Reilly was the swimming team’s representative to MSU’s Student-Athlete Advisory Committee, or SAAC, and used that as a way to bolster her leadership skills to prepare for after college. She said not having SAAC, coupled with not having the team, has cut into her personal goals that she set out for herself coming into MSU.

“The opportunities that I was gifted here at Michigan State and my first three years of my collegiate athletic experience have completely shaped me into the person I am today and have completely driven my goals forward,” Reilly said. “And to think that I can't be a part of making this athletic department a better place for athletes to thrive in the future just breaks my heart.”

Despite the unexpected and unwanted reminders that presented themselves since returning to campus, Balow said that the team is ready to move forward past the last year of heartbreak since the team was cut. She said that the team wants to work with the athletic department to reinstate the program.


Michigan State’s new Athletic Director Alan Haller has not publicly commented on the program’s future since he was hired two months ago. However, Michigan State President Samuel L. Stanley said in a press conference with reporters after Haller's hiring that the issue was "closed" and that he had not had any discussions with Haller on bringing the team back.

The swimmers and divers, along with a group of parents and alumni, Battle for Spartan Swim & Dive, have vehemently pushed for MSU administration to reverse its decision over the past year and want to work with Haller to come up with solutions to bring the team back. Also, members of the women's team have filed a Title IX lawsuit against MSU for cutting the program.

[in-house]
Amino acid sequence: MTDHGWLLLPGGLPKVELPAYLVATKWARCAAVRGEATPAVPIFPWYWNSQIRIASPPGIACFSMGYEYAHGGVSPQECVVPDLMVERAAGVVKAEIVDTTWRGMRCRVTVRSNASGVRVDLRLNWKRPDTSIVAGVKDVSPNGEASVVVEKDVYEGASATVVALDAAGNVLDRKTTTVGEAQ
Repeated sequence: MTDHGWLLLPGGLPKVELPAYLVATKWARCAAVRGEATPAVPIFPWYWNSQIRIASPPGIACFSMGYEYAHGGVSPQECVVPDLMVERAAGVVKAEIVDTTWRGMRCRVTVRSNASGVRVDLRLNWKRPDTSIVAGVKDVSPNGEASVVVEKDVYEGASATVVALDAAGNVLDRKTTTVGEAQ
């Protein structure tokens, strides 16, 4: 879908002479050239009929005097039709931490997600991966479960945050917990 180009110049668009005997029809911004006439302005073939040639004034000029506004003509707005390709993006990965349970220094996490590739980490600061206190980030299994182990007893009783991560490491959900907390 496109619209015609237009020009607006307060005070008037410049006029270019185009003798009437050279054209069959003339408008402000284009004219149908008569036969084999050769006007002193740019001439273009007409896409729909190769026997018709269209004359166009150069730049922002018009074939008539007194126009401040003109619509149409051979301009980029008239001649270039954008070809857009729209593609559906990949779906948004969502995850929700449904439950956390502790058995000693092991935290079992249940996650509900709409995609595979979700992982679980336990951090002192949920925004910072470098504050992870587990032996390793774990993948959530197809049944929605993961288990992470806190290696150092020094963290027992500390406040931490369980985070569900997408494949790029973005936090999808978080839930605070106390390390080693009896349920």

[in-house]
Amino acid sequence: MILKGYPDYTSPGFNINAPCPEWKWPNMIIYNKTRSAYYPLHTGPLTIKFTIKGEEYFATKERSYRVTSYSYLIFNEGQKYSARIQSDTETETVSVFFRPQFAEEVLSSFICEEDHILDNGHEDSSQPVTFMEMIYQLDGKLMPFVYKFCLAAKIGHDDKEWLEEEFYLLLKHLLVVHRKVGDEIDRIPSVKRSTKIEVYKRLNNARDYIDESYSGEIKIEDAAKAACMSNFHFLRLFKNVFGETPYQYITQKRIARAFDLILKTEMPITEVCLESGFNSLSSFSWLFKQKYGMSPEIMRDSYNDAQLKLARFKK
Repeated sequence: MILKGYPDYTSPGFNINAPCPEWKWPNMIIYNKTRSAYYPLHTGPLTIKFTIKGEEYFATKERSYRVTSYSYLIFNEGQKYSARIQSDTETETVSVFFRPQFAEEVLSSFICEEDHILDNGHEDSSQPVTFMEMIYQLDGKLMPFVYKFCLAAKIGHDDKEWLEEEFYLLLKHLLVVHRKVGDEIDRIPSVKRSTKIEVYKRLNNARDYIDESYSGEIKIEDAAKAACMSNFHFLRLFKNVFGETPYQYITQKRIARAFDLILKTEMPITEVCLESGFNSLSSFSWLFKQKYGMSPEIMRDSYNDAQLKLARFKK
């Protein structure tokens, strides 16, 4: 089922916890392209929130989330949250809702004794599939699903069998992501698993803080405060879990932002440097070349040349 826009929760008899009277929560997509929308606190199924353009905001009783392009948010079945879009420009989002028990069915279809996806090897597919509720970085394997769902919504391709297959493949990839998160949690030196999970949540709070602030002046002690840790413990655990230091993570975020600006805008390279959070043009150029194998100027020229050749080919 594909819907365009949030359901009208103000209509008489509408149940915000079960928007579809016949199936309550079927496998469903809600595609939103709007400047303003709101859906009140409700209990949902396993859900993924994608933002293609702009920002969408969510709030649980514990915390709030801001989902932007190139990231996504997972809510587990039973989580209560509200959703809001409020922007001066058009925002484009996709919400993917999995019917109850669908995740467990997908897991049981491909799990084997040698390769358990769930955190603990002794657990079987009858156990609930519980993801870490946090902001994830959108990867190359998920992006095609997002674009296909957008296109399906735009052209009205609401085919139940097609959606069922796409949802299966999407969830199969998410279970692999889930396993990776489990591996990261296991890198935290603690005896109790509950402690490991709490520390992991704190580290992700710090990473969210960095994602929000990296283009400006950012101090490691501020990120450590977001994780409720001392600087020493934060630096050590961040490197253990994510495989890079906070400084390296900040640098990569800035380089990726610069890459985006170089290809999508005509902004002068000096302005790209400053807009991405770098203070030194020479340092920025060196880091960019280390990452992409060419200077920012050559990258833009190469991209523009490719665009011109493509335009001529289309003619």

Michigan State Swimming and Diving was one of 112 college sports programs that were cut due to the COVID-19 pandemic, according to, and Michigan State was one of 35 institutions to cut a program. Of the 112, 37  programs have been reinstated and 77 — MSU swimming and diving included — remain cut.


Battle for MSU Swim & Dive, along with the swimmers and divers on campus, are looking to be like Iowa or East Carolina, who reinstated their swimming and diving programs this year, and are willing to go to extreme lengths to do so.

There has been no communication between the athletics department and the swim and dive team this year about reinstatement, according to the swimmers. Venn said that they are letting the battle group handle any conversations with administrators right now.

“Our alumni are not gonna back off,” Venn said. "And that's what I think the main thing is, they're not going to stop. This is the most dedicated group of people ever. They're not gonna back down at all until this is fixed.”

For now, the swimmers are waiting to hear from the MSU administration and waiting to see what happens in the courtroom in the Title IX case. Balow said that even a year later, they are still left wondering “Why us?” after the lack of effort from MSU’s end to reinstate the team.

This story is part of our Nov. 2 print edition. View the full issue here.